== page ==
Macrophage activation syndrome - Wikipedia - adult onset macrophages activation syndrome

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adult onset macrophages activation syndrome -


Nov 21, 2018 · Macrophage activation syndrome (MAS) is a life-threatening complication of rheumatic disease that, for unknown reasons, occurs much more frequently in individuals with systemic juvenile idiopathic arthritis (SJIA) and in those with adult-onset Still disease. Macrophage activation syndrome is characterized by pancytopenia, liver insufficiency. Overproduction of interleukin (IL)-18 is closely related to the pathogenesis of adult-onset Still's disease (AOSD) and the development of macrophage activation syndrome (MAS), a life-threating complication of AOSD. We reported three cases of MAS occurring in infants born to mothers with AOSD.Author: Masaki Shimizu, Toshitaka Kizawa, Ryota Kato, Takayuki Suzuki, Akihiro Yachie.

Macrophage-activation syndrome is a severe, potentially life-threatening, complication of several chronic rheumatic diseases of childhood. It occurs most commonly with systemic-onset juvenile idiopathic arthritis (SoJIA). In addition, MAS has been described in association with systemic lupus erythematosus (SLE), Kawasaki disease, and adult-onset Still's disease.Other names: MAS. We report the case of a 71-year-old Japanese woman with adult-onset Still's disease (AOSD) in whom macrophage activation syndrome (MAS) developed despite therapy with oral high-dose prednisolone and intravenous methylprednisolone pulse therapy twice. She was successfully treated with tocilizumab Cited by: 9.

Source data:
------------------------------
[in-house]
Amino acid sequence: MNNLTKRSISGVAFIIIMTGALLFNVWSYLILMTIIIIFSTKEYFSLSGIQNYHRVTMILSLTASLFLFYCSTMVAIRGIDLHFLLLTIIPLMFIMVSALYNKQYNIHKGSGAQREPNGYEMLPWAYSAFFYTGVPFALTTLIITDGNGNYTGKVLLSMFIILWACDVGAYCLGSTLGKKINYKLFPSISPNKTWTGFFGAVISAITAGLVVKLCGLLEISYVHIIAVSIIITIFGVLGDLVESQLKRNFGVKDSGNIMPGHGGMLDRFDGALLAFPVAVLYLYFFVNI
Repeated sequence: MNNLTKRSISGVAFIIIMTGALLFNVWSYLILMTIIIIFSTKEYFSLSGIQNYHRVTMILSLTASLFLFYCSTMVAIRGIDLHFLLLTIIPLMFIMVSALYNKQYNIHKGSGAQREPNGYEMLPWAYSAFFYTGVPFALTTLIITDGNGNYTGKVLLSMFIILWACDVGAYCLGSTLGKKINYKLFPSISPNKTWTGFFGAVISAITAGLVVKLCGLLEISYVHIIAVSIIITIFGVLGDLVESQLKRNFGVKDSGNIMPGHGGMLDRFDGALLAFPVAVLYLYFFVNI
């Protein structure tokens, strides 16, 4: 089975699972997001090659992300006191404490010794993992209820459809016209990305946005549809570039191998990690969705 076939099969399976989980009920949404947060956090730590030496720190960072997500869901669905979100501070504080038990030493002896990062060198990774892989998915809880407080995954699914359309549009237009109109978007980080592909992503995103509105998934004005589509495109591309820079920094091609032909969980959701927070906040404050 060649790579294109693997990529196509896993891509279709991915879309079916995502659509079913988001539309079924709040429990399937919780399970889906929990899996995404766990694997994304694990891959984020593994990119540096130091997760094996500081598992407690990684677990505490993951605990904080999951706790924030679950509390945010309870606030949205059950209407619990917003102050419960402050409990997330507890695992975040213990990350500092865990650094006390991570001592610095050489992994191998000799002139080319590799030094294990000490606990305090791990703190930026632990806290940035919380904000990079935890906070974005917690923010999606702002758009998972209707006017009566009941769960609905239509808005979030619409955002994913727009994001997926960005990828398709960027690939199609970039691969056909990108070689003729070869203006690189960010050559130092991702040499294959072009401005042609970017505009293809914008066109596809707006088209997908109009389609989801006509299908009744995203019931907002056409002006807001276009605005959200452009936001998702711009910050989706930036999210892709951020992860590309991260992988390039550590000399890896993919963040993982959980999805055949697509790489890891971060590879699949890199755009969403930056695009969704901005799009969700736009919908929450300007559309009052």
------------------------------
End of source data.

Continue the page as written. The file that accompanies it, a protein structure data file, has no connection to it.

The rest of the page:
In neonatal lupus, macrophage activation syndrome (MAS) is very rare. Now, we reported a newborn infant with MAS born from a untreated mother with adult onset Still disease. We reported a newborn infant with macrophage activation syndrome (MAS) born from a Author: Jung Woo Rhim, Soo Young Lee, Joo Hyung Park, Soon Joo Lee, So Young Kim, Dae-Chul Jeong. Macrophage activation syndrome (MAS) is the term used to describe a potentially life-threatening complication of rheumatic diseases, which is seen most frequently in systemic juvenile idiopathic arthritis (sJIA) and in its adult equivalent, adult-onset Still's disease [1–4], although it is encountered with increasing frequency in systemic.